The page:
My client base comprises both individuals and families. For proactive individuals who seek to shape their aging journey according to their personal preferences, I assist in creating a roadmap for their future. Surrendering the responsibility of making healthy choices for our later years can lead to missed opportunities. Ensuring that this doesn’t happen is deeply fulfilling, both for me and the people I support.

When families reach out to me, it’s typically due to a crisis or an unsustainable situation that demands significant changes, particularly concerning an elderly family member who lacks prior planning. These individuals often feel adrift, isolated, anxious, or unhappy.

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Allow me to introduce you to Mary Ann, a representative case:

Mary Ann
In Mary Ann’s case, she was unaware of the toll her dependency took on her daughter, June, and the entire family. She didn’t realize that, on weekdays, June woke up two hours earlier to get the children to school and then rushed to Mary Ann’s house to ensure she was up, dressed, and fed before heading to work herself. Mary Ann didn’t understand why June couldn’t answer her multiple phone calls during the day or stay for dinner or a walk after preparing the evening meal. June, in turn, felt overwhelmed and exhausted, missing valuable time with her husband and children. Mary Ann was lonely and bored, particularly annoyed that June didn’t spend more time with her on weekends. However, Mary Ann’s memory lapses prevented her from realizing that June’s daily visits were prompted by three hospitalizations in the last 12 months, all due to preventable issues stemming from her inability to manage on her own. The situation became unbearable for June when she had to miss her own daughter’s piano recital for the second time, recognizing that she had not only let her child down but had also neglected her own well-being and family.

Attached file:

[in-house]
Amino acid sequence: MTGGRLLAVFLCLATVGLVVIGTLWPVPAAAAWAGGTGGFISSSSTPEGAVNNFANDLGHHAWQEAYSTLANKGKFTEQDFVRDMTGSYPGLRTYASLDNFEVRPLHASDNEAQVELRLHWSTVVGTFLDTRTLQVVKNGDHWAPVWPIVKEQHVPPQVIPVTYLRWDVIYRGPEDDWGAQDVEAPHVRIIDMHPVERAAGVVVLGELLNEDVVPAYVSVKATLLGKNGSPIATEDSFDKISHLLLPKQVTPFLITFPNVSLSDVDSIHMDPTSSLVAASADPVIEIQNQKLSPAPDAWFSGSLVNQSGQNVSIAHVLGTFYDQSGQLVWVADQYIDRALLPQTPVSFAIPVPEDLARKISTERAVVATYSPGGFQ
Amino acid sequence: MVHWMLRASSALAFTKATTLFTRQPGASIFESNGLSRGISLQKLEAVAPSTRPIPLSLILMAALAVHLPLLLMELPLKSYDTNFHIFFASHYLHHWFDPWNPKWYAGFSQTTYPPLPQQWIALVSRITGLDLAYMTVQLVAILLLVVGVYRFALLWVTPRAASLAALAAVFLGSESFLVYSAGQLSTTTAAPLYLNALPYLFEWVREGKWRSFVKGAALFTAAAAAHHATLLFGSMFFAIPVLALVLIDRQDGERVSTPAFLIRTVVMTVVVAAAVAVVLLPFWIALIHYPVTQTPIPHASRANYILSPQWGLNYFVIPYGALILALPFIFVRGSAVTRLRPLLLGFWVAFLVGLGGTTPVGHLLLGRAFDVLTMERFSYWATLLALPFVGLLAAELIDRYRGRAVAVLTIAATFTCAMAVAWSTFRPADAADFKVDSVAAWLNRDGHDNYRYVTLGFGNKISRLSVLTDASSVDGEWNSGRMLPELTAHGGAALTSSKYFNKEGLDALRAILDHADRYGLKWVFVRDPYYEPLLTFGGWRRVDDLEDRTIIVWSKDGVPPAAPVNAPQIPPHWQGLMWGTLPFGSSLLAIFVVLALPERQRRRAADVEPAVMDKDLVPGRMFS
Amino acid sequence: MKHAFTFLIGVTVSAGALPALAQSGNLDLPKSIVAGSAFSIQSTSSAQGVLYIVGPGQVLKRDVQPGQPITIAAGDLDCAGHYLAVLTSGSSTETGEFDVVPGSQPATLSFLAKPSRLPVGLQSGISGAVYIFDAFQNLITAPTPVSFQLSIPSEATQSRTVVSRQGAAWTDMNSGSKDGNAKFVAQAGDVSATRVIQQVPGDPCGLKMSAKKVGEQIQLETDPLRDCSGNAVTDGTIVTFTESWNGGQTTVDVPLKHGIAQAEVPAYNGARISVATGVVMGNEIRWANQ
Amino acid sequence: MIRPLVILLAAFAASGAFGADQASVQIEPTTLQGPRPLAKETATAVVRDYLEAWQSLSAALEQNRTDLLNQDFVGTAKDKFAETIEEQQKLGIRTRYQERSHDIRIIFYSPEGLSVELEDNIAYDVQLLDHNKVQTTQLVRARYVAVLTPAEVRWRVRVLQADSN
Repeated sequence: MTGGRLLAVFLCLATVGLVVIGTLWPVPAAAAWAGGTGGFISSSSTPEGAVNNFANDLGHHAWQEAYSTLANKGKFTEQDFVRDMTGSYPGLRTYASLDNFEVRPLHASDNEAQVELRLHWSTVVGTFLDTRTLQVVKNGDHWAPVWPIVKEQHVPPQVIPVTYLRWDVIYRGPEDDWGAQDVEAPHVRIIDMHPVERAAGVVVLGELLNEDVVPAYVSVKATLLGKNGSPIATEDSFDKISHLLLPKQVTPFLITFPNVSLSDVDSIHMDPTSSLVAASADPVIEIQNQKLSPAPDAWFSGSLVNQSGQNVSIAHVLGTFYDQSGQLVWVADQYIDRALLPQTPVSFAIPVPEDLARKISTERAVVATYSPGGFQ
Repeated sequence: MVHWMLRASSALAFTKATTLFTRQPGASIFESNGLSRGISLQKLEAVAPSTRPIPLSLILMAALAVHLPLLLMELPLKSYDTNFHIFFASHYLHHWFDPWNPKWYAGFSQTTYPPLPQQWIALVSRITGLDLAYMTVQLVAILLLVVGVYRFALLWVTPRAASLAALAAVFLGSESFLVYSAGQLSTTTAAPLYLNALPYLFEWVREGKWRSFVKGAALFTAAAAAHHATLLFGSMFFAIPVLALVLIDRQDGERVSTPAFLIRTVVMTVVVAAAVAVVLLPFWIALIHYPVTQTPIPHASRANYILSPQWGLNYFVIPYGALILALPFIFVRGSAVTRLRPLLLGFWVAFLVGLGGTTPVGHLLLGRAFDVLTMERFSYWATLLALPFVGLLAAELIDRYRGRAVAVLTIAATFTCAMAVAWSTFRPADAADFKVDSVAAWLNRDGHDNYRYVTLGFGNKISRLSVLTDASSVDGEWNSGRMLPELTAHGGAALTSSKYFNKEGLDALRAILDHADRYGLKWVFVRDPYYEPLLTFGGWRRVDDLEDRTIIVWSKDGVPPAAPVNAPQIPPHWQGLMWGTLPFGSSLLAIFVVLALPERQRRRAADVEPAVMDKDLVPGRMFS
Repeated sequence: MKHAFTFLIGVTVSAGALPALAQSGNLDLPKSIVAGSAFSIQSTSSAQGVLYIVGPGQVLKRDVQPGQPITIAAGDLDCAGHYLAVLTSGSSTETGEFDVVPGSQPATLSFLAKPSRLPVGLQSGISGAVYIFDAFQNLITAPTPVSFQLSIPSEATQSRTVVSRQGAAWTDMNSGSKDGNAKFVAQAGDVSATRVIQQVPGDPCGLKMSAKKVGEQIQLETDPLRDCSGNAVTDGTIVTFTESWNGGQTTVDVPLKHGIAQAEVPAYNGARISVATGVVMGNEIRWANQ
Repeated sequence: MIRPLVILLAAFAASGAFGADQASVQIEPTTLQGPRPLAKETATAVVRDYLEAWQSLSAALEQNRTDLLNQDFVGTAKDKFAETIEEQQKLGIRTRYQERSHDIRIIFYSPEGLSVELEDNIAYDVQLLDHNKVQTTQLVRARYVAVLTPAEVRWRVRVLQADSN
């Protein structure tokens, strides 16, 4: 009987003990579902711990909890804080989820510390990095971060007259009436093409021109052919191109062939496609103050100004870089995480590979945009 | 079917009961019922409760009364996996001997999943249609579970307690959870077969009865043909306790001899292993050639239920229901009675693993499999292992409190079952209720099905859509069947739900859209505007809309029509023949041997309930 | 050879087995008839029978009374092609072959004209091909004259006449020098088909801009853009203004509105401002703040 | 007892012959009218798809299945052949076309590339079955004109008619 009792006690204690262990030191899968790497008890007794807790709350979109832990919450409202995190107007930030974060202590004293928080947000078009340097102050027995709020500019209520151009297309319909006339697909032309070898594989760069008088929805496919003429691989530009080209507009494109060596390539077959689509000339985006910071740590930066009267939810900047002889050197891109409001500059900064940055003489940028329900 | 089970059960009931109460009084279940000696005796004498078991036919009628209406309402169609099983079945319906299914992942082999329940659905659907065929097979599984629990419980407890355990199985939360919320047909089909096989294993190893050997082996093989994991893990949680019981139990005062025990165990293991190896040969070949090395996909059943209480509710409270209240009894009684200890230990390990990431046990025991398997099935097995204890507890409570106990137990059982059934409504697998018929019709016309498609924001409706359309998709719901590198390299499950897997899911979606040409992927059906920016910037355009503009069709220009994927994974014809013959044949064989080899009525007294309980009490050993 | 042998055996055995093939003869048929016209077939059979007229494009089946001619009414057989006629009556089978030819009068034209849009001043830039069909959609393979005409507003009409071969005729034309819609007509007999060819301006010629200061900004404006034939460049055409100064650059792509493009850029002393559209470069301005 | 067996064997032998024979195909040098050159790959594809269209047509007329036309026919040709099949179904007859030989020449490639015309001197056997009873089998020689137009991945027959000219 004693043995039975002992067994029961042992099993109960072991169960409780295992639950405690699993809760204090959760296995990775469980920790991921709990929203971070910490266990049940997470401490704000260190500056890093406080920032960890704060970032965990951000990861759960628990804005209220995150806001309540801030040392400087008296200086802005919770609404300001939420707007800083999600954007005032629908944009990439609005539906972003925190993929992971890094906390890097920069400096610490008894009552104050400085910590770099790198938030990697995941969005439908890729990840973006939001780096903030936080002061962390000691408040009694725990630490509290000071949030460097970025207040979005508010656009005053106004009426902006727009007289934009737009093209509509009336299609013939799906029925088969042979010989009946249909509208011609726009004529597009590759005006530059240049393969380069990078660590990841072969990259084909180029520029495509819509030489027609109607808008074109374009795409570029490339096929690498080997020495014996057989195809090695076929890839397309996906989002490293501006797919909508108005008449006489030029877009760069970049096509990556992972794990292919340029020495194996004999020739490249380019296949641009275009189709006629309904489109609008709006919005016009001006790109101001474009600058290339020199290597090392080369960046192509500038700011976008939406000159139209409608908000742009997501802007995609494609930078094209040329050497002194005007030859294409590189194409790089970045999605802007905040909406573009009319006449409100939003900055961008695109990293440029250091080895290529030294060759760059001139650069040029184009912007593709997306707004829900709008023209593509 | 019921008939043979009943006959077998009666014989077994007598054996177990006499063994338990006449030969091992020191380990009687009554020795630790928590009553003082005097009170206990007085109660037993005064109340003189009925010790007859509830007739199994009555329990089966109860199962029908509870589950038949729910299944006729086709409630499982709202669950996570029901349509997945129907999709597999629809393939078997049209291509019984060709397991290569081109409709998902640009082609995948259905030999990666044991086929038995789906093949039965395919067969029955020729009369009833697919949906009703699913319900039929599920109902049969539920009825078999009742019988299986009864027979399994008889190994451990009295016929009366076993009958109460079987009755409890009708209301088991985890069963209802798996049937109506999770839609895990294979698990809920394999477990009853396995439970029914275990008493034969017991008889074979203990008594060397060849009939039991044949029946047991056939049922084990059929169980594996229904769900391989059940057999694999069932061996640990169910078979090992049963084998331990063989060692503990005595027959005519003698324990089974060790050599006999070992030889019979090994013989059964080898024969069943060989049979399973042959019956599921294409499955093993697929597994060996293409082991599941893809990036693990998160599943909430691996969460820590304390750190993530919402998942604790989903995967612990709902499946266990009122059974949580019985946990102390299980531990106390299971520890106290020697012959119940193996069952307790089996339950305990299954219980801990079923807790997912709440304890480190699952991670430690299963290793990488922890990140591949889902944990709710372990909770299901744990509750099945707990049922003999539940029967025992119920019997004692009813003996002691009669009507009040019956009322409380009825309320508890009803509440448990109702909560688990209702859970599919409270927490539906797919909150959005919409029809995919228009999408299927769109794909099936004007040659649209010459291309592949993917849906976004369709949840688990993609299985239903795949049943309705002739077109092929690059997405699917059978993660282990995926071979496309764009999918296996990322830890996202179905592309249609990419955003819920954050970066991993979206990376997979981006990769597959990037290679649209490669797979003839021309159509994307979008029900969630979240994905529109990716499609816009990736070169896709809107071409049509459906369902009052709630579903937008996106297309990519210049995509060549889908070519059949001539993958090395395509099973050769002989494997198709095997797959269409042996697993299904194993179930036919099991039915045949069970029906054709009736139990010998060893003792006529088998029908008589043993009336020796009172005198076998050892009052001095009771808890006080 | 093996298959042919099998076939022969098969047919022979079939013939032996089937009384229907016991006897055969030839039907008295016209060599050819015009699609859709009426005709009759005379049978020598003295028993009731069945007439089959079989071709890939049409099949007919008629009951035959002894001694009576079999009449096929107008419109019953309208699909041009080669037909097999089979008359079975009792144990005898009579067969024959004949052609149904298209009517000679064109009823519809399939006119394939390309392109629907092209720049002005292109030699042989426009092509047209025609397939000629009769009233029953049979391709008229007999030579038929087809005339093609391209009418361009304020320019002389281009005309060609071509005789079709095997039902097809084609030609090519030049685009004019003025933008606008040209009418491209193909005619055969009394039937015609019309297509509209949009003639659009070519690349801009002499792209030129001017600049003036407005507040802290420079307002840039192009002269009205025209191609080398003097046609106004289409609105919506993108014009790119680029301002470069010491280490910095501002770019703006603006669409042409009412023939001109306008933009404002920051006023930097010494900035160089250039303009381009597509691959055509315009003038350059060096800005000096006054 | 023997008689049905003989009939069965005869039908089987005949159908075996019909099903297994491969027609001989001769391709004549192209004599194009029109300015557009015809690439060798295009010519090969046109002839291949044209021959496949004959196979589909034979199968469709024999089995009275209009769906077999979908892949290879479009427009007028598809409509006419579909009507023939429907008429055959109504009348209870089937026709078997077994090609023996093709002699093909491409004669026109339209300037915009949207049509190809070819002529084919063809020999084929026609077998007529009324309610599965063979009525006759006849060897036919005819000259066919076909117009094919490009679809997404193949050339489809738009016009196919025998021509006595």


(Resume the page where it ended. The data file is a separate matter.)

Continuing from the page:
Solutions for Everyone
To alleviate June’s stress, she and I had a meeting to discuss Mary Ann’s challenges and her immediate and future well-being goals. During this consultation, we also delved into June’s own personal aspirations. Subsequently, Mary Ann underwent a clinical assessment, revealing her love for walking in the city park’s garden and watching horticultural shows on TV. She was eager to explore ways to rekindle her connection with nature rather than remaining isolated at home.

A written care plan was developed based on her medical information and clinical assessment, addressing Mary Ann’s physical and social needs. Improving her quality of life also meant enhancing the quality of life for June and her family.

I recommended a geriatric care manager to implement the care plan, which included a daily caregiver/companion to assist Mary Ann with personal care, meal preparation, and social interaction. June continued to manage her mom’s medication while the caregiver ensured it was administered correctly.

One important aspect of the care plan involved socialization beyond the caregiver/companion if Mary Ann could engage with others outside her home. Although forgetful, she was capable of social interaction and thrived when volunteering at the park’s rose garden. The connections she made with other volunteers revitalized her, and her previous unhappiness and annoyance, expressed as depression, lifted.

These changes transformed the social dynamic between Mary Ann and June. What had become an increasingly caregiver-care recipient relationship once again became a mother-daughter bond. Mary Ann enjoyed pleasant days, received proper care, and June could refocus on her own family life.

To learn more about gerontology and how I can assist you in providing better care for your loved ones while restoring balance to your life, please visit

Kathy Faenzi PhotoKathy C. Faenzi MA is a Clinical Gerontologist and Senior Care Consultant based in San Mateo, CA.

JC Spicer, M.Ed. is a Freelance Social Science Writer and Developmental Editor based in the U.K.